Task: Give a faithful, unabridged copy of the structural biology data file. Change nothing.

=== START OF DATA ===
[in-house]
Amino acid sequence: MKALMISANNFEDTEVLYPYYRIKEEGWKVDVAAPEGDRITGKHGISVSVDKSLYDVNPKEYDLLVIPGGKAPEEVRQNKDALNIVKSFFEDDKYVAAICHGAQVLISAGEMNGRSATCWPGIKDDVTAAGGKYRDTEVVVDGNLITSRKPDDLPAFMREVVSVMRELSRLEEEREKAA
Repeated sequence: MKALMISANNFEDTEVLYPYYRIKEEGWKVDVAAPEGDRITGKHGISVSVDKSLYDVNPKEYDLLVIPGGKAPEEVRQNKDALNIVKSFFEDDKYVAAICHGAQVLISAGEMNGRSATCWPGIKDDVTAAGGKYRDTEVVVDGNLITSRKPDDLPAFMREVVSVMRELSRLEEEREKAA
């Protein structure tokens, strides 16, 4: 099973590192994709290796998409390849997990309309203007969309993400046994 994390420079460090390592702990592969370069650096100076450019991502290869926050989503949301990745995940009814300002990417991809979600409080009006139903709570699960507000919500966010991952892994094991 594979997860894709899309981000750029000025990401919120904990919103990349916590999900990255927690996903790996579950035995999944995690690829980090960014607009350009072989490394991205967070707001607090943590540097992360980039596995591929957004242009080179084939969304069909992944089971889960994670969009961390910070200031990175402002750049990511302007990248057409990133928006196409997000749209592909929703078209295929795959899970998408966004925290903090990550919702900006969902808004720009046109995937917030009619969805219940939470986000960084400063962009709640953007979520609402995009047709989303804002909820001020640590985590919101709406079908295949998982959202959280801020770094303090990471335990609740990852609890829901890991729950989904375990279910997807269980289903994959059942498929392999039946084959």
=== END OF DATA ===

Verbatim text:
[in-house]
Amino acid sequence: MKALMISANNFEDTEVLYPYYRIKEEGWKVDVAAPEGDRITGKHGISVSVDKSLYDVNPKEYDLLVIPGGKAPEEVRQNKDALNIVKSFFEDDKYVAAICHGAQVLISAGEMNGRSATCWPGIKDDVTAAGGKYRDTEVVVDGNLITSRKPDDLPAFMREVVSVMRELSRLEEEREKAA
Repeated sequence: MKALMISANNFEDTEVLYPYYRIKEEGWKVDVAAPEGDRITGKHGISVSVDKSLYDVNPKEYDLLVIPGGKAPEEVRQNKDALNIVKSFFEDDKYVAAICHGAQVLISAGEMNGRSATCWPGIKDDVTAAGGKYRDTEVVVDGNLITSRKPDDLPAFMREVVSVMRELSRLEEEREKAA
């Protein structure tokens, strides 16, 4: 099973590192994709290796998409390849997990309309203007969309993400046994 994390420079460090390592702990592969370069650096100076450019991502290869926050989503949301990745995940009814300002990417991809979600409080009006139903709570699960507000919500966010991952892994094991 594979997860894709899309981000750029000025990401919120904990919103990349916590999900990255927690996903790996579950035995999944995690690829980090960014607009350009072989490394991205967070707001607090943590540097992360980039596995591929957004242009080179084939969304069909992944089971889960994670969009961390910070200031990175402002750049990511302007990248057409990133928006196409997000749209592909929703078209295929795959899970998408966004925290903090990550919702900006969902808004720009046109995937917030009619969805219940939470986000960084400063962009709640953007979520609402995009047709989303804002909820001020640590985590919101709406079908295949998982959202959280801020770094303090990471335990609740990852609890829901890991729950989904375990279910997807269980289903994959059942498929392999039946084959």